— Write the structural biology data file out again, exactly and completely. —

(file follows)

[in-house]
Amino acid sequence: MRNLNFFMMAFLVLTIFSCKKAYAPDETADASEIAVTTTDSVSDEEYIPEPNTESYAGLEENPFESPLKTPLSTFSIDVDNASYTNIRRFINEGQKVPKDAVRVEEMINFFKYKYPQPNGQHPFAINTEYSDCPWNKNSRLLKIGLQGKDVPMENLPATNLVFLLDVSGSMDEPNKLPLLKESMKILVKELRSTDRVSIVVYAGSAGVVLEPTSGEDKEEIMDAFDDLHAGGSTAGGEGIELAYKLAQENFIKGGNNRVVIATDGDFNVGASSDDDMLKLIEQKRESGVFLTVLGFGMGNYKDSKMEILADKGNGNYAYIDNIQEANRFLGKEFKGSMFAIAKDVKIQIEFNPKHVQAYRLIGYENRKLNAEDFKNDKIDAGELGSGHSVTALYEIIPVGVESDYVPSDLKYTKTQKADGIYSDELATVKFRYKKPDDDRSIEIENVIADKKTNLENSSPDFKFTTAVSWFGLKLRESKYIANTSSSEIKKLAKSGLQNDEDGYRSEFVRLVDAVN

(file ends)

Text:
[in-house]
Amino acid sequence: MRNLNFFMMAFLVLTIFSCKKAYAPDETADASEIAVTTTDSVSDEEYIPEPNTESYAGLEENPFESPLKTPLSTFSIDVDNASYTNIRRFINEGQKVPKDAVRVEEMINFFKYKYPQPNGQHPFAINTEYSDCPWNKNSRLLKIGLQGKDVPMENLPATNLVFLLDVSGSMDEPNKLPLLKESMKILVKELRSTDRVSIVVYAGSAGVVLEPTSGEDKEEIMDAFDDLHAGGSTAGGEGIELAYKLAQENFIKGGNNRVVIATDGDFNVGASSDDDMLKLIEQKRESGVFLTVLGFGMGNYKDSKMEILADKGNGNYAYIDNIQEANRFLGKEFKGSMFAIAKDVKIQIEFNPKHVQAYRLIGYENRKLNAEDFKNDKIDAGELGSGHSVTALYEIIPVGVESDYVPSDLKYTKTQKADGIYSDELATVKFRYKKPDDDRSIEIENVIADKKTNLENSSPDFKFTTAVSWFGLKLRESKYIANTSSSEIKKLAKSGLQNDEDGYRSEFVRLVDAVN